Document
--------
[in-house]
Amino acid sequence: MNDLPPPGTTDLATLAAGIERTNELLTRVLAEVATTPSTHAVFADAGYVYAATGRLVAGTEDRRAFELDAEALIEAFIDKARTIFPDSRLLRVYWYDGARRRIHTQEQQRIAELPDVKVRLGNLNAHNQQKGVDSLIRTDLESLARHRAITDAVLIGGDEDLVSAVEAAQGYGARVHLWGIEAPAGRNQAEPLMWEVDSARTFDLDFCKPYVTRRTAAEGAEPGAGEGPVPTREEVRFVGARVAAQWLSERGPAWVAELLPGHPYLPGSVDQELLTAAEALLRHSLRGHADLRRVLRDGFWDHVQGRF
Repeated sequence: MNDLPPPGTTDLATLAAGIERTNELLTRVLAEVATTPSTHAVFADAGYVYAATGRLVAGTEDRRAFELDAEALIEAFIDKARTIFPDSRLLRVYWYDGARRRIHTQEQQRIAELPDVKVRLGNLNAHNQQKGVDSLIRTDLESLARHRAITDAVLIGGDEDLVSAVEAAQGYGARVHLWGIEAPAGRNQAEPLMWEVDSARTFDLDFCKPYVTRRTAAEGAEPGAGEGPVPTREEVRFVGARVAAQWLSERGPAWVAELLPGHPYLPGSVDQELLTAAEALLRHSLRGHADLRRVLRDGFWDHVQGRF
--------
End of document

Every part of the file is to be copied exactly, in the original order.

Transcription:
[in-house]
Amino acid sequence: MNDLPPPGTTDLATLAAGIERTNELLTRVLAEVATTPSTHAVFADAGYVYAATGRLVAGTEDRRAFELDAEALIEAFIDKARTIFPDSRLLRVYWYDGARRRIHTQEQQRIAELPDVKVRLGNLNAHNQQKGVDSLIRTDLESLARHRAITDAVLIGGDEDLVSAVEAAQGYGARVHLWGIEAPAGRNQAEPLMWEVDSARTFDLDFCKPYVTRRTAAEGAEPGAGEGPVPTREEVRFVGARVAAQWLSERGPAWVAELLPGHPYLPGSVDQELLTAAEALLRHSLRGHADLRRVLRDGFWDHVQGRF
Repeated sequence: MNDLPPPGTTDLATLAAGIERTNELLTRVLAEVATTPSTHAVFADAGYVYAATGRLVAGTEDRRAFELDAEALIEAFIDKARTIFPDSRLLRVYWYDGARRRIHTQEQQRIAELPDVKVRLGNLNAHNQQKGVDSLIRTDLESLARHRAITDAVLIGGDEDLVSAVEAAQGYGARVHLWGIEAPAGRNQAEPLMWEVDSARTFDLDFCKPYVTRRTAAEGAEPGAGEGPVPTREEVRFVGARVAAQWLSERGPAWVAELLPGHPYLPGSVDQELLTAAEALLRHSLRGHADLRRVLRDGFWDHVQGRF